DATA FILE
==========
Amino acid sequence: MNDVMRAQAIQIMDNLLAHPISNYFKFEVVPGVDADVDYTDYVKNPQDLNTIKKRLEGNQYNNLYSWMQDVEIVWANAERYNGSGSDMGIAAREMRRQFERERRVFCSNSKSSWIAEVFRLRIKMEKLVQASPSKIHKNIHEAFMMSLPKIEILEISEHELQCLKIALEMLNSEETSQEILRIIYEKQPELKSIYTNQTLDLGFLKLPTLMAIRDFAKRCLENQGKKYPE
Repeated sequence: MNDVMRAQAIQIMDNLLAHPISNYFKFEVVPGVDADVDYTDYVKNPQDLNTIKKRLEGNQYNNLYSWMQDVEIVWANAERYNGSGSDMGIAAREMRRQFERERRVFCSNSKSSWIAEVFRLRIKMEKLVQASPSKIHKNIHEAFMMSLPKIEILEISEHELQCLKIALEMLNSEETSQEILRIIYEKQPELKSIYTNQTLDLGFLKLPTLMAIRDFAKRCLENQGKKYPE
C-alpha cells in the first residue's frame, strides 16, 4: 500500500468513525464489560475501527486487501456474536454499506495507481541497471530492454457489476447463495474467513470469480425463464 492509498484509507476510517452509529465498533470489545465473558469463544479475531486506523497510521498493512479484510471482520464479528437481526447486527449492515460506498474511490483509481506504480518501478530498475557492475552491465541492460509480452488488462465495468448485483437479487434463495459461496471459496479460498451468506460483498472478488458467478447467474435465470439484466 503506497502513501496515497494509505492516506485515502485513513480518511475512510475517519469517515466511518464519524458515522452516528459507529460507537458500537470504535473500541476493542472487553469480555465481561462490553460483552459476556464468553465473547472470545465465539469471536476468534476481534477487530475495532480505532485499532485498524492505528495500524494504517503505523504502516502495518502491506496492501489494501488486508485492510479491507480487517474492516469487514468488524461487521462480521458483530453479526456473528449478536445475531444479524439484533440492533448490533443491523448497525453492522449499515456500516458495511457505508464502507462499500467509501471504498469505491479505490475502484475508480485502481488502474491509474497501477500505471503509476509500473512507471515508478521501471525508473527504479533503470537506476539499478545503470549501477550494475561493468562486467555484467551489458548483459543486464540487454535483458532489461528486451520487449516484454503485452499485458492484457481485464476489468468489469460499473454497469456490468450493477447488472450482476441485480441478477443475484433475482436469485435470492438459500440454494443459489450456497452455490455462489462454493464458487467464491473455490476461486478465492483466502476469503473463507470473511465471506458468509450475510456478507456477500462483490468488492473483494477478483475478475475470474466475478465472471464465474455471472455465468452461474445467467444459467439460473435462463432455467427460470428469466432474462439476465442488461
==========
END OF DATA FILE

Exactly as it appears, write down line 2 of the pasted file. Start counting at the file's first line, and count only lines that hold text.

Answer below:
Repeated sequence: MNDVMRAQAIQIMDNLLAHPISNYFKFEVVPGVDADVDYTDYVKNPQDLNTIKKRLEGNQYNNLYSWMQDVEIVWANAERYNGSGSDMGIAAREMRRQFERERRVFCSNSKSSWIAEVFRLRIKMEKLVQASPSKIHKNIHEAFMMSLPKIEILEISEHELQCLKIALEMLNSEETSQEILRIIYEKQPELKSIYTNQTLDLGFLKLPTLMAIRDFAKRCLENQGKKYPE